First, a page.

Ten reasons to stay hydrated year round
| July 20, 2022 1:00 AM
In your heart of hearts, you know it’s good for your heart to keep hydrated, don’t you? And we’re repeatedly told how important hydration is for keeping us cool, from getting heat exhaustion or stroke, and keeping us alive.
So, how much water do you really need, and what are the benefits? I’m so glad you asked. Let’s start with the quantity. Familydoctor.org said:
“Most people have been told they should drink six to eight 8-ounce glasses of water each day. That’s a reasonable goal. However, different people need different amounts of water to stay hydrated. Most healthy people can stay well hydrated by drinking water and other fluids whenever they feel thirsty.”
Although good old-fashioned water – even out of the tap – is the best hydrator, there are other options such as vegetable juices, milk, and herbal teas. Even caffeinated drinks can contribute to your daily water intake.
“A moderate amount of caffeine (400 milligrams) isn’t harmful for most people,” Familydoctor.org said. 12 ounces of soda will have 30 to 40 milligrams; 8 ounces of green or black tea from 30 to 50 milligrams; 8 ounces of black coffee 80 to 100 milligrams and an 8-ounce energy drink will have 40 to 250 milligrams. Remember, children and teens should not drink energy drinks.
When looking at non-water drink choices, be sure to look at the calories contained. I counted nine coffee drinks at Starbucks that came in over 420 calories. Yup, that’s for one 16-ounce drink that adds up to a little over 20 percent of a man’s recommended total daily calorie intake.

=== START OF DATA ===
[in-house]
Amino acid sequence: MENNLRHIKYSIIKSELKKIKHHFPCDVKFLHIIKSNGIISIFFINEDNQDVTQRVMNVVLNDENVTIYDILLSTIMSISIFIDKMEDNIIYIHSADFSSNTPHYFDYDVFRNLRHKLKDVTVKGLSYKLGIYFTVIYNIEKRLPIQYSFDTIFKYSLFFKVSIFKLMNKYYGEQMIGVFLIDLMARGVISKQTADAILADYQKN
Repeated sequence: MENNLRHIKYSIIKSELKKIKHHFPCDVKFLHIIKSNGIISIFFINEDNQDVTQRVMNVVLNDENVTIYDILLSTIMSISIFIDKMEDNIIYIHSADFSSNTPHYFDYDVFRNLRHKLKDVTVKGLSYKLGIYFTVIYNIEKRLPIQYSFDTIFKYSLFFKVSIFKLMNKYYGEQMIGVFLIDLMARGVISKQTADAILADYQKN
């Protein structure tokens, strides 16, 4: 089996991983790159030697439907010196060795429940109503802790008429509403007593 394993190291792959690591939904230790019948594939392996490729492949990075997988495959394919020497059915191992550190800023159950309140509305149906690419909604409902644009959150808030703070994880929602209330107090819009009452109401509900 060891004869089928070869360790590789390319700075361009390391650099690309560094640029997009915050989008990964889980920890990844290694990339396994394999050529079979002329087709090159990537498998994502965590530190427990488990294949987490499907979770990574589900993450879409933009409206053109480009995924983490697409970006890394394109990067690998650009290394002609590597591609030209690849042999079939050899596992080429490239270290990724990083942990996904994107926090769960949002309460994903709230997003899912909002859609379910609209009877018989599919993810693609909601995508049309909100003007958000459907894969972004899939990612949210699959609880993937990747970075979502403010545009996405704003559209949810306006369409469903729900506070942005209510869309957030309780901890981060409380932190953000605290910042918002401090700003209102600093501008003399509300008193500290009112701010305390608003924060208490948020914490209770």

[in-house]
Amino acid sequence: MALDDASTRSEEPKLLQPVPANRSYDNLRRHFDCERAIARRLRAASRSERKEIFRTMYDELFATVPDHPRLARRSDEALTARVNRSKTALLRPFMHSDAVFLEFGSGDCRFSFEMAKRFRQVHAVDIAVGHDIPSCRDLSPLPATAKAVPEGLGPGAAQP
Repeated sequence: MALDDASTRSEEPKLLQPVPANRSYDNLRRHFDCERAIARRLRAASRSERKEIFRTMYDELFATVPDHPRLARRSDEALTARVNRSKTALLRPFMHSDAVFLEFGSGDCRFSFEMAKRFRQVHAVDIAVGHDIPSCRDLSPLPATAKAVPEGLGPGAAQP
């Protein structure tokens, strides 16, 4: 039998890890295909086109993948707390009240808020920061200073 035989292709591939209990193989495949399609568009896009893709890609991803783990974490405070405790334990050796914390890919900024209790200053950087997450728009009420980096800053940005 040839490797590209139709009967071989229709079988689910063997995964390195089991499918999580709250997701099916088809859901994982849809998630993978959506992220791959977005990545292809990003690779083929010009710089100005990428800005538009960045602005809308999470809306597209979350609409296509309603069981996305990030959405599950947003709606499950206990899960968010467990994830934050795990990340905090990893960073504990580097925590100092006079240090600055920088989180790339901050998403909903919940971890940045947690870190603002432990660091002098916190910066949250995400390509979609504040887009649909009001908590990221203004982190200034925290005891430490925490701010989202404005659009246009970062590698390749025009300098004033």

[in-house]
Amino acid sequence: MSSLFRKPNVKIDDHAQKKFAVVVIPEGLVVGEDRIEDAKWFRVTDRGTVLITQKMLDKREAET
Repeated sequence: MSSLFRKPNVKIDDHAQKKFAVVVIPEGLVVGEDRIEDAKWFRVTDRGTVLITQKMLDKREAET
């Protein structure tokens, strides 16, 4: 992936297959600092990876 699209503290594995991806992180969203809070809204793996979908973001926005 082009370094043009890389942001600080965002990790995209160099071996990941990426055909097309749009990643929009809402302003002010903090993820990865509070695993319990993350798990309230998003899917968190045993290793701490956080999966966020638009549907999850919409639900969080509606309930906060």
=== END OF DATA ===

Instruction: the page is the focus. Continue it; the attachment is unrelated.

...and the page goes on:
The National Council on Aging was the resource for the ten big benefits of staying hydrated. Why the council on aging? Because adults 60 and older are at greater risk for dehydration due to changes in our body composition, our level of thirst, and the fact that we’re more apt to take medications that deplete body fluid.
However, keeping hydrated isn’t just for seniors. Younger people reap these benefits as well.
NCA states that the number one reason to keep hydrated is to improve brain performance. “Even mild dehydration – as little as 2 percent fluid loss – can affect memory, mood, concentration, and reaction time. Adding just a few glasses of water to your daily intake can have a positive effect on cognition, stabilize your emotions, and even combat feelings of anxiety,” NCA said. They also said:
Being well-hydrated aids in digestion. “Without enough water, you may experience irregular bowel movements, gas, bloating, heartburn, and other discomforts that can hurt your quality of life.”
It can give you more energy. “Dehydration can slow down circulation and affect the flow of oxygen to your brain. A lack of fluids can also cause your heart to work harder to pump oxygen all throughout your body. All of that expended energy can make you feel tired, sluggish, and less focused.”
Water can help weight management. “Since it provides a sense of fullness, water can help you feel satisfied in between meals …it can also help boost your metabolism. According to a 2016 study, adults who upped their water intake by just one percent consumed fewer calories.”
The cartilage in your joints contains around 80 percent water, so “5. Staying hydrated helps your joints stay well-lubricated, which helps reduce friction by creating more of a ‘cushion’ between the bones.”
“Research shows that when you’re dehydrated, your body stores more heat. This in turn lowers your ability to tolerate hot temperatures. Drinking plenty of water helps you produce sweat when you’re overheated during activity, which in turn cools your body down.”
Adequate amounts of water can prevent the development of kidney stones. 8. Hydration is beneficial to our hearts because our blood is mostly H2O and without it an imbalance of vital minerals (electrolytes) can occur.
“Sufficient water intake supports your body’s natural detoxification systems, which remove waste and harmful substances through urination, breathing, perspiration, and bowel movements.”
And number 10 is that staying hydrated can lead to fewer headaches. “Even a mild fluid loss can cause the brain to contract away from the skull, leading to headaches and migraines,” NCA said.
Kathy Hubbard is a member of the Bonner General Health Foundation Advisory Council. She can be reached at email@example.com.